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John Gribbin - Four Way Interview

John Gribbin was described as 'one of the finest and most prolific writers of popular science around' by the Spectator. John gained a PhD from the Institute of Astronomy in Cambridge (then under the leadership of Fred Hoyle) before working as a science journalist for Nature and later New Scientist. He is the author of a number of bestselling popular science books, including In Search of Schrödinger’s Cat, In Search of the Multiverse, Science: A History and Computing with Quantum Cats. He is a Visiting Fellow at the University of Sussex. His latest title is Six Impossible Things.

Why science?

 I grew up wanting to be a science fiction writer, inspired by Astounding magazine and the works of Arthur Clarke and Isaac Asimov.  When I realised there was no chance of making a living this way, I turned to science fact.  But I have always been especially interested in science fact that sounds like science fiction.

Why this book?

This book (Six Impossible Things) is to some extent the culmination of my fascination with non-common-sensical science fact.  Nothing is more non-common-sensical than quantum physics, and my aim is to highlight the ludicrous nature of the 'explanations' put forward to account for the way the quantum world works.  If you are baffled by the book, I have succeeded.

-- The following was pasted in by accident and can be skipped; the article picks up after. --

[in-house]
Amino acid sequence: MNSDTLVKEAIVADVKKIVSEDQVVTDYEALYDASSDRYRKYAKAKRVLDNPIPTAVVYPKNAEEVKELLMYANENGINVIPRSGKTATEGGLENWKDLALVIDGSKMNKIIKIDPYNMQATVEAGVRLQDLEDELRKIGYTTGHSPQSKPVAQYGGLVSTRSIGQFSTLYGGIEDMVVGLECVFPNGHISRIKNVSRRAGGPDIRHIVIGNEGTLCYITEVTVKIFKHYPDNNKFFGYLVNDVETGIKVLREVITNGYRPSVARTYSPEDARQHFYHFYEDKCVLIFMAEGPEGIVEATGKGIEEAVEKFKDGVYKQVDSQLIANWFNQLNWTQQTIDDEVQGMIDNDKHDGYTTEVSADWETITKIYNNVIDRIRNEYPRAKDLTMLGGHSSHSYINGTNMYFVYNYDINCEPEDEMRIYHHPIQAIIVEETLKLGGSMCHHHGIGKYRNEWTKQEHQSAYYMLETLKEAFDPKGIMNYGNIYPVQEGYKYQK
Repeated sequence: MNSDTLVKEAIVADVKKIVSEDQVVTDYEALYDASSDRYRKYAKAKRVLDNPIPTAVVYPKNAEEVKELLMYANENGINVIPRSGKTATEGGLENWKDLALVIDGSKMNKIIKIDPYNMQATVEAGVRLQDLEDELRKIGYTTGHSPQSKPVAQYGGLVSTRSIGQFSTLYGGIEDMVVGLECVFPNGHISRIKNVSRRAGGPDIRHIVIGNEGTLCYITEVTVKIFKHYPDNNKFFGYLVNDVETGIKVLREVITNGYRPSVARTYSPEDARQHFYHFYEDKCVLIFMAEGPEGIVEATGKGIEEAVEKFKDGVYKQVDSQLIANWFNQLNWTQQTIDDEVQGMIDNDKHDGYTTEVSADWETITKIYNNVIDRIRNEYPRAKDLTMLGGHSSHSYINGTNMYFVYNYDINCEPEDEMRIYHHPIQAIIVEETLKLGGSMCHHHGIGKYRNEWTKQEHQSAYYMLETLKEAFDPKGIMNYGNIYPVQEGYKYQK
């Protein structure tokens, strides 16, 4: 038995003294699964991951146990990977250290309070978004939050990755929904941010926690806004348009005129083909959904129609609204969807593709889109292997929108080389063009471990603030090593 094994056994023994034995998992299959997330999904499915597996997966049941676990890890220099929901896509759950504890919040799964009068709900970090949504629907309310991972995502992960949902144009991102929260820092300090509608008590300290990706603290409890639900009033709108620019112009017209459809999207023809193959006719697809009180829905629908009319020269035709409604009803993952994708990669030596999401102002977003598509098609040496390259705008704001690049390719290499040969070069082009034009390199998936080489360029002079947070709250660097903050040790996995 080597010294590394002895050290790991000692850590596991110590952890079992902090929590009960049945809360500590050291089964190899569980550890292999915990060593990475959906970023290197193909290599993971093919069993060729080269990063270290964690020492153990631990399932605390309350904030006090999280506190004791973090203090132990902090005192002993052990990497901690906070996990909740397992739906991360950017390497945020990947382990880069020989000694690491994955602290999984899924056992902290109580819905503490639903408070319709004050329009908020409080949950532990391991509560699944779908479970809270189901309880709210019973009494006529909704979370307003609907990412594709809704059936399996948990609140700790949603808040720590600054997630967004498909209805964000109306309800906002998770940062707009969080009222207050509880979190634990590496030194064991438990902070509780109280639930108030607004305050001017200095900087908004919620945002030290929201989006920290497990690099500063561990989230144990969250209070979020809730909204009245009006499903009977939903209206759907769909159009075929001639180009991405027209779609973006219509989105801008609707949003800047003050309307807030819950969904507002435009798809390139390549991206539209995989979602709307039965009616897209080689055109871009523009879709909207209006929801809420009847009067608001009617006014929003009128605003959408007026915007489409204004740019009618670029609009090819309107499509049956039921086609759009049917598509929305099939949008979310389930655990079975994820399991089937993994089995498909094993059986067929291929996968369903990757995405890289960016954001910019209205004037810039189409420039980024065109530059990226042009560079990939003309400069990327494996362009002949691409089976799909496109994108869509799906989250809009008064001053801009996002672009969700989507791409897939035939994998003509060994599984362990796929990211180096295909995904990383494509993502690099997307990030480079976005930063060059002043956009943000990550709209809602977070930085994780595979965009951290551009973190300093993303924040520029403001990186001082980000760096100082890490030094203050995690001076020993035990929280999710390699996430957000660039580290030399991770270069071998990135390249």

What's next?

Next book is a collaboration with my wife, Mary, on the historical development of the idea of evolution.  Interpreting history is easier than interpreting quantum mechanics.

What's exciting you at the moment?

Apart from my own writing, the science which I am most excited about now is gravitational wave astronomy, which is opening up our understanding of the Universe the way X-ray astronomy did when I was a student.  I did make a modest attempt to fill in the background, but the field is developing much too fast for me to contemplate a full-length book on the subject.


  1. Dr. Gribbin is the absolute best writer I know. I look forward to his next project!

  2. John Gribbin gets his facts right in his work, which is the most important thing when you are writing a popular science book! His work is exceptional and inspiring.


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